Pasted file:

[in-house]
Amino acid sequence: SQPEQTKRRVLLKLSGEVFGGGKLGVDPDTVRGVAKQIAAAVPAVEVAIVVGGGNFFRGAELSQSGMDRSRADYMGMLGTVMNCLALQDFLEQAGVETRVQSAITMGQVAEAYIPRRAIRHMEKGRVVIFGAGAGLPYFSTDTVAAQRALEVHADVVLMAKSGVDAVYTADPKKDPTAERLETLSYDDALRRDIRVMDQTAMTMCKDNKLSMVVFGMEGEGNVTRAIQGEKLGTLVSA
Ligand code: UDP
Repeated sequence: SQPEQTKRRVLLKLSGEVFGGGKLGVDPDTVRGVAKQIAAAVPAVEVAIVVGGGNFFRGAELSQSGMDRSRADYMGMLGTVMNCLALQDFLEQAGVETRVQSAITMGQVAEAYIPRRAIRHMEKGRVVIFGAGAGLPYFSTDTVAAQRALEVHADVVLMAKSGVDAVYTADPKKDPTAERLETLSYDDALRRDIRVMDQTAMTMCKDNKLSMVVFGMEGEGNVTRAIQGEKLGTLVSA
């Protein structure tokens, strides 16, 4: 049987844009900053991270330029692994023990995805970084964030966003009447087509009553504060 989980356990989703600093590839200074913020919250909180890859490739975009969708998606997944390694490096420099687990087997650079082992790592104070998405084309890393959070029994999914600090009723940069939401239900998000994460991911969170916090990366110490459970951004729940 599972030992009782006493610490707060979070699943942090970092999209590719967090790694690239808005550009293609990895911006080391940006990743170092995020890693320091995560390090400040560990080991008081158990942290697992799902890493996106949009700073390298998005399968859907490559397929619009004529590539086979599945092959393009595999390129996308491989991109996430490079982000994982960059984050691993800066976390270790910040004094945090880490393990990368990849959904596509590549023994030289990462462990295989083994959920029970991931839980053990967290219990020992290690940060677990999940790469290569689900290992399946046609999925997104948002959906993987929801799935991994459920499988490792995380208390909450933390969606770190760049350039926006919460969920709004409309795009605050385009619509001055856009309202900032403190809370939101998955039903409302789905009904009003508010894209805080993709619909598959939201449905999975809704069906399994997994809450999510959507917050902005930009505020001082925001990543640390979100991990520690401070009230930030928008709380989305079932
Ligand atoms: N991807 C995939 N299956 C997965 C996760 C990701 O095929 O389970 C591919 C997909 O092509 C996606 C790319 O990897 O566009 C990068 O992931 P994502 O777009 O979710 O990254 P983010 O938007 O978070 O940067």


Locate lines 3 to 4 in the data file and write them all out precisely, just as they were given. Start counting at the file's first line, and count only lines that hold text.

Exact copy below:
Ligand code: UDP
Repeated sequence: SQPEQTKRRVLLKLSGEVFGGGKLGVDPDTVRGVAKQIAAAVPAVEVAIVVGGGNFFRGAELSQSGMDRSRADYMGMLGTVMNCLALQDFLEQAGVETRVQSAITMGQVAEAYIPRRAIRHMEKGRVVIFGAGAGLPYFSTDTVAAQRALEVHADVVLMAKSGVDAVYTADPKKDPTAERLETLSYDDALRRDIRVMDQTAMTMCKDNKLSMVVFGMEGEGNVTRAIQGEKLGTLVSA